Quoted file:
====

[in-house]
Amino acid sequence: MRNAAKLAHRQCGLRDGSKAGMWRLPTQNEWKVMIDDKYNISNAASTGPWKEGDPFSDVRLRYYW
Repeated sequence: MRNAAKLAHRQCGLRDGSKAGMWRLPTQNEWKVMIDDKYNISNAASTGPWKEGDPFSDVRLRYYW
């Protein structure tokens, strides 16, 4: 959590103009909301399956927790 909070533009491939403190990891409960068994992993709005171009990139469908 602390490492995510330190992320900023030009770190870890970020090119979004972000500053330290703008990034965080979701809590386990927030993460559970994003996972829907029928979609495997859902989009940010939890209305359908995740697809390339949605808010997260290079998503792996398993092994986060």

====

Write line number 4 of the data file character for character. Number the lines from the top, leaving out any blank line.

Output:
């Protein structure tokens, strides 16, 4: 959590103009909301399956927790 909070533009491939403190990891409960068994992993709005171009990139469908 602390490492995510330190992320900023030009770190870890970020090119979004972000500053330290703008990034965080979701809590386990927030993460559970994003996972829907029928979609495997859902989009940010939890209305359908995740697809390339949605808010997260290079998503792996398993092994986060």